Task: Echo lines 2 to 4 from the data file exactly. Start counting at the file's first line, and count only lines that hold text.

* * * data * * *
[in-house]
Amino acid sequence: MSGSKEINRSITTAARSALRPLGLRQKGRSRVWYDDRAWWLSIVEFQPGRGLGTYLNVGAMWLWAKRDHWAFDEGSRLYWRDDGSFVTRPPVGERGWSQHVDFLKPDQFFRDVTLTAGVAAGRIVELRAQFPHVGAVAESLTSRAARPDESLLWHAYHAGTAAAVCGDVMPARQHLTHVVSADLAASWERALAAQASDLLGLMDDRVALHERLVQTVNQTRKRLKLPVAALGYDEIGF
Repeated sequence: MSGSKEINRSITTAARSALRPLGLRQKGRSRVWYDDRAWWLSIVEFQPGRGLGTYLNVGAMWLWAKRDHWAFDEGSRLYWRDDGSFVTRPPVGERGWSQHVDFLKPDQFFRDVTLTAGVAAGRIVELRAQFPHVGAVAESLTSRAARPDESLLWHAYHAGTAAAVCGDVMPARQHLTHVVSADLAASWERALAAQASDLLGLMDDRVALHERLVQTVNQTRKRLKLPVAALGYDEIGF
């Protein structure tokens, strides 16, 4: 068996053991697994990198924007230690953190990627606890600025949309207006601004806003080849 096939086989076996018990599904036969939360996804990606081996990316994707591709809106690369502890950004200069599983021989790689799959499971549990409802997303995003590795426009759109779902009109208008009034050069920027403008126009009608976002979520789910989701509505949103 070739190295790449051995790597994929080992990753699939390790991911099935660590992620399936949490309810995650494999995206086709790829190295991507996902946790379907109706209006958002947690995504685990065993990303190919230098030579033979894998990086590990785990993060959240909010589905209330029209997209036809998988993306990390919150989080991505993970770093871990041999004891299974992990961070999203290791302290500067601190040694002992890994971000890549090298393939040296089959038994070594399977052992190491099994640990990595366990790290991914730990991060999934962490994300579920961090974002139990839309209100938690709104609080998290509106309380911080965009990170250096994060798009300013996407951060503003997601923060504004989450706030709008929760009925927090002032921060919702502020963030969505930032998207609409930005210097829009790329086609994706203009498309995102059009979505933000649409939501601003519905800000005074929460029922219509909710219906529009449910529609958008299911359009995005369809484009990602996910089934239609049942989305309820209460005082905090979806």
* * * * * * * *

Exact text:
Amino acid sequence: MSGSKEINRSITTAARSALRPLGLRQKGRSRVWYDDRAWWLSIVEFQPGRGLGTYLNVGAMWLWAKRDHWAFDEGSRLYWRDDGSFVTRPPVGERGWSQHVDFLKPDQFFRDVTLTAGVAAGRIVELRAQFPHVGAVAESLTSRAARPDESLLWHAYHAGTAAAVCGDVMPARQHLTHVVSADLAASWERALAAQASDLLGLMDDRVALHERLVQTVNQTRKRLKLPVAALGYDEIGF
Repeated sequence: MSGSKEINRSITTAARSALRPLGLRQKGRSRVWYDDRAWWLSIVEFQPGRGLGTYLNVGAMWLWAKRDHWAFDEGSRLYWRDDGSFVTRPPVGERGWSQHVDFLKPDQFFRDVTLTAGVAAGRIVELRAQFPHVGAVAESLTSRAARPDESLLWHAYHAGTAAAVCGDVMPARQHLTHVVSADLAASWERALAAQASDLLGLMDDRVALHERLVQTVNQTRKRLKLPVAALGYDEIGF
């Protein structure tokens, strides 16, 4: 068996053991697994990198924007230690953190990627606890600025949309207006601004806003080849 096939086989076996018990599904036969939360996804990606081996990316994707591709809106690369502890950004200069599983021989790689799959499971549990409802997303995003590795426009759109779902009109208008009034050069920027403008126009009608976002979520789910989701509505949103 070739190295790449051995790597994929080992990753699939390790991911099935660590992620399936949490309810995650494999995206086709790829190295991507996902946790379907109706209006958002947690995504685990065993990303190919230098030579033979894998990086590990785990993060959240909010589905209330029209997209036809998988993306990390919150989080991505993970770093871990041999004891299974992990961070999203290791302290500067601190040694002992890994971000890549090298393939040296089959038994070594399977052992190491099994640990990595366990790290991914730990991060999934962490994300579920961090974002139990839309209100938690709104609080998290509106309380911080965009990170250096994060798009300013996407951060503003997601923060504004989450706030709008929760009925927090002032921060919702502020963030969505930032998207609409930005210097829009790329086609994706203009498309995102059009979505933000649409939501601003519905800000005074929460029922219509909710219906529009449910529609958008299911359009995005369809484009990602996910089934239609049942989305309820209460005082905090979806």